That lack of settling also impacted video AF focus (check out either of the video reviews to see this in action). I found that focus did not do a good job of tracking me as I approached the camera at a slow walk, and, when sitting and shooting a static scene, focus kept micropulsing and adjusting rather than just settling on my face and gradually tracking minor movements. I also found that during focus pulls in my standard test that I got some defocusing in the wrong direction and that lack of settling on the final subject…even if it was big and high contrast.
There’s a general lack of sophistication in the focus system that will hopefully be improved via firmware, but I think even in the raw specifications of the camera that it probably running behind most of its competitors. The Sony a7RIV, for example, has 567 phase detect points. Autofocus continues to be a weak point for the system compared to the competition.
Sigma FP-L Sensor Performance
The Sigma FP-L sports one of the highest resolutions currently available in a 35mm/full frame camera. The native resolution of the 61MP Bayer sensor is 9602 x 6498, which is actually slightly higher than the 9504 x 6336 resolution of the Sony a7RIV. That’s a LOT of resolution, and it makes it easy to create an image from within an image. This wide view of the thawing Ottawa River can be reframed from within the original image and still have plenty of resolution for printing.
I can deeply crop into this “still life” test and get a highly detailed photo of the grip of this vintage Pentax KR-5 film SLR.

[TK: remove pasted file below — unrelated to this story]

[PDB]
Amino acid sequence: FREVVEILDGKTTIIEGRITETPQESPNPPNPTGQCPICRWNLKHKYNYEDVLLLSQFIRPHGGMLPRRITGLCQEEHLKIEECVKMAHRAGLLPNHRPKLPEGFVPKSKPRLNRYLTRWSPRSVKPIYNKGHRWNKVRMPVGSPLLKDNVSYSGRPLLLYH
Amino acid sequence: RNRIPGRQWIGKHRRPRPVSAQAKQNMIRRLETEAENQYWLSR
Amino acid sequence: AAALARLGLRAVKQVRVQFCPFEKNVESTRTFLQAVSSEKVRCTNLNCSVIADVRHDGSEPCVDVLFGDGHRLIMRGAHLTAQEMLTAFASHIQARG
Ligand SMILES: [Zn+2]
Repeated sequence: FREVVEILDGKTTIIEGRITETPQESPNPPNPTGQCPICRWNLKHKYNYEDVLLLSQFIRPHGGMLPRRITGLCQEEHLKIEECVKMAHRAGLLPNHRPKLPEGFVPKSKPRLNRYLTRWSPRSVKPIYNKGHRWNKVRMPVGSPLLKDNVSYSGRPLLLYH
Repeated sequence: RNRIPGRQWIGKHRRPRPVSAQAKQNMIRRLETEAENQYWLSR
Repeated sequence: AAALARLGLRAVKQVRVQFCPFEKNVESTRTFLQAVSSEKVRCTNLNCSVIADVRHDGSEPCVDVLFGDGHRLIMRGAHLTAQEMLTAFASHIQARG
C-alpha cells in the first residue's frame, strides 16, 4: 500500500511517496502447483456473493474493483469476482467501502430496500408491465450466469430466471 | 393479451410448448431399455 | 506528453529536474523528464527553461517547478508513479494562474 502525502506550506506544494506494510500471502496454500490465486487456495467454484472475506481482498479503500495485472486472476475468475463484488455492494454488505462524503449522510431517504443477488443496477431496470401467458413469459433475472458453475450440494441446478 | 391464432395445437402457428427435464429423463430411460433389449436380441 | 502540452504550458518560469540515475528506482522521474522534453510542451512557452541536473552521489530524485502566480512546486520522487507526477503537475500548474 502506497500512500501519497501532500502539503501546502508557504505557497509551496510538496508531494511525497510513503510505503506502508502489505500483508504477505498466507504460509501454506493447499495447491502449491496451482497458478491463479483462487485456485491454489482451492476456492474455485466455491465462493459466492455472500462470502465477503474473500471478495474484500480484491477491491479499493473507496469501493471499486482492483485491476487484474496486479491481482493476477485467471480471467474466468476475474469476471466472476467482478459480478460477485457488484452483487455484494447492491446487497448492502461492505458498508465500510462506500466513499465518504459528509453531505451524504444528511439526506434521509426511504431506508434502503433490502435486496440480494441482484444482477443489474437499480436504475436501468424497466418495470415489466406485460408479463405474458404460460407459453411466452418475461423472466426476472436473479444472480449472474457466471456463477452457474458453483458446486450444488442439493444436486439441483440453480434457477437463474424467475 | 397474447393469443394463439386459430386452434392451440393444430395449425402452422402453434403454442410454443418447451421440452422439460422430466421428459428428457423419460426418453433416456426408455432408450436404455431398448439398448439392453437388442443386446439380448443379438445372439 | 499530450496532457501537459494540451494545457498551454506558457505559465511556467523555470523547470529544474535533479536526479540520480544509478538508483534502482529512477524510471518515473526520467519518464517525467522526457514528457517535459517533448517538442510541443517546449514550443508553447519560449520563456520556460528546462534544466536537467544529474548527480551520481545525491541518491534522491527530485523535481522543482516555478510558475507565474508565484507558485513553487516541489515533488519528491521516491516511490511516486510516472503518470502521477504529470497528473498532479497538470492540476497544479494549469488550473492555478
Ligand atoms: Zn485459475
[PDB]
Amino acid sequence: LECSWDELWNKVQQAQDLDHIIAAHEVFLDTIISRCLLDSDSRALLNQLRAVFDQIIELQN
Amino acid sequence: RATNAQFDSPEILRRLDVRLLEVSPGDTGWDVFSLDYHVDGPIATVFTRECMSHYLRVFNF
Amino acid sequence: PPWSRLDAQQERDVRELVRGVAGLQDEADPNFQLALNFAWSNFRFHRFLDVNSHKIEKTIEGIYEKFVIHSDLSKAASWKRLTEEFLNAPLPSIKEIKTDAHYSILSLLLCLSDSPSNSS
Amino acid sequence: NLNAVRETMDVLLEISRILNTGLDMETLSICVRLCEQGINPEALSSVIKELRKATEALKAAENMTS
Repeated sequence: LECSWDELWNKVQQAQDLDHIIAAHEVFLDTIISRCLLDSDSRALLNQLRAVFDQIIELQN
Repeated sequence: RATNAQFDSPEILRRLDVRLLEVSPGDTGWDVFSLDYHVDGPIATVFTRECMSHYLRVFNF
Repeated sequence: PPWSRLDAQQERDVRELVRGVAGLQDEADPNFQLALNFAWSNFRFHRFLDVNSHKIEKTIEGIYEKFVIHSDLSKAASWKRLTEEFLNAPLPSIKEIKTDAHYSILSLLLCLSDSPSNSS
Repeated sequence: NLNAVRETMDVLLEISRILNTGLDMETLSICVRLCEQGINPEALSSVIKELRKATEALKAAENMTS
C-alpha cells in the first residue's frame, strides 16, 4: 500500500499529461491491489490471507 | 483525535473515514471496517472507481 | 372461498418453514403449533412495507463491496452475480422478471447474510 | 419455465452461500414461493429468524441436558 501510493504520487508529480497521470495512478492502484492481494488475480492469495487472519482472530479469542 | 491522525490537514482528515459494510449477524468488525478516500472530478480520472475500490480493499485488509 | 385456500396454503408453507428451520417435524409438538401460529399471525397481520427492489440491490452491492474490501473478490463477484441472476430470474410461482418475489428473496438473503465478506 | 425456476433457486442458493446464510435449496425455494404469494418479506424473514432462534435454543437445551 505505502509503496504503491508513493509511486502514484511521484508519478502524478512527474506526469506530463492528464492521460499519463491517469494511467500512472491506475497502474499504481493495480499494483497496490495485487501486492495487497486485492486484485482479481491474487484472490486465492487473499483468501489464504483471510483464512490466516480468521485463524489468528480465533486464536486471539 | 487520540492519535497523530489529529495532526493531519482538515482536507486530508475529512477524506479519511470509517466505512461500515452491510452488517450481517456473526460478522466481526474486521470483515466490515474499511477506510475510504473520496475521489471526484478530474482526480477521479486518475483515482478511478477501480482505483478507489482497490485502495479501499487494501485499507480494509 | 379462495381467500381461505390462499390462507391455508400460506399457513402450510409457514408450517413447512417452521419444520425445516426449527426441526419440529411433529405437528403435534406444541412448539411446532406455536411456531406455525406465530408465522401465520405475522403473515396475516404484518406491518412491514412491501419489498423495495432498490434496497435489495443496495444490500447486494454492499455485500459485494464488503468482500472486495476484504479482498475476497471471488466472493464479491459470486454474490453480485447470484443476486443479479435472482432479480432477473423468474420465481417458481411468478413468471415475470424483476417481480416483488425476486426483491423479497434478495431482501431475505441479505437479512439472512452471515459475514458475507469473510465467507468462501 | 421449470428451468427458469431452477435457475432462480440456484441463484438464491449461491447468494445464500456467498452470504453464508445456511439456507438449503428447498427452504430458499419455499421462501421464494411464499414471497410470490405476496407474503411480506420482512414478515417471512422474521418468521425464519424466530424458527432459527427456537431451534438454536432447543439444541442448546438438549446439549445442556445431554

Embedded color seems to be nice in the camera (there’s still some Foveon influence there), and, as previously noted, there are a wide variety of color modes on tap along with the ability to tweak JPEG and video output further.
And speaking of RAW files…
Often testing a preproduction camera creates a problem for reviewers like myself, as you are getting a camera before the software infrastructure is ready to support it. You’ve probably seen/heard reviewers say that they were unable to open RAW files in Adobe/Capture One, etc… I’ve had no such problem here for the simple reason that Sigma has chosen to utilize the DNG file format. DNG is the Adobe standard, and it is a high quality lossless compression that has a high degree of compatibility. I convert everything to DNG myself, and Adobe has promised to support the format in perpetuity. I found that file sizes averaged around 85MB. Big, yes, but relatively better than the native .ARW files in the Sony a7RIV, which give you the option of an uncompressed RAW at an average of 122MB or a compressed (lossy) format at 61MB. The FP-L splits the difference but with a lossless format. This was one of my favorite aspects of the camera, as I think the file format is great and it saved me time on import since I didn’t have to convert formats.
The FP-L does have a low pass filter, and, while that helps with eliminating moiré, it sometimes comes as a cost of some sharpness. I was curious to compare sharpness on my test chart and to see if I could see less moiré. I didn’t have either of the lenses that Sigma sent me with the FP-L (24-70mm F2.8 DN and 65mm F2 DN) when I reviewed the a7RIV, but I had reviewed the 65mm F2 in FE mount just a few months back using my Sony a7rIII. Here’s a look at the center of the frame, with the FP-L on the left and the Sony result on the right:
A few observations. The FP-L result seems larger due to being higher resolution. I’ll show a downsampled result to similar resolution levels on the a7RIII in our next comparison. You can see that that there is bit more detail information on the Sigma result, though the contrast slightly favors the Sony. What is really obvious, however, is the increased moiré on the Sony results that manifest as the blue and yellow color patterns in the prow and sails of the ship. Here’s the midframe result with the Sigma downsampled: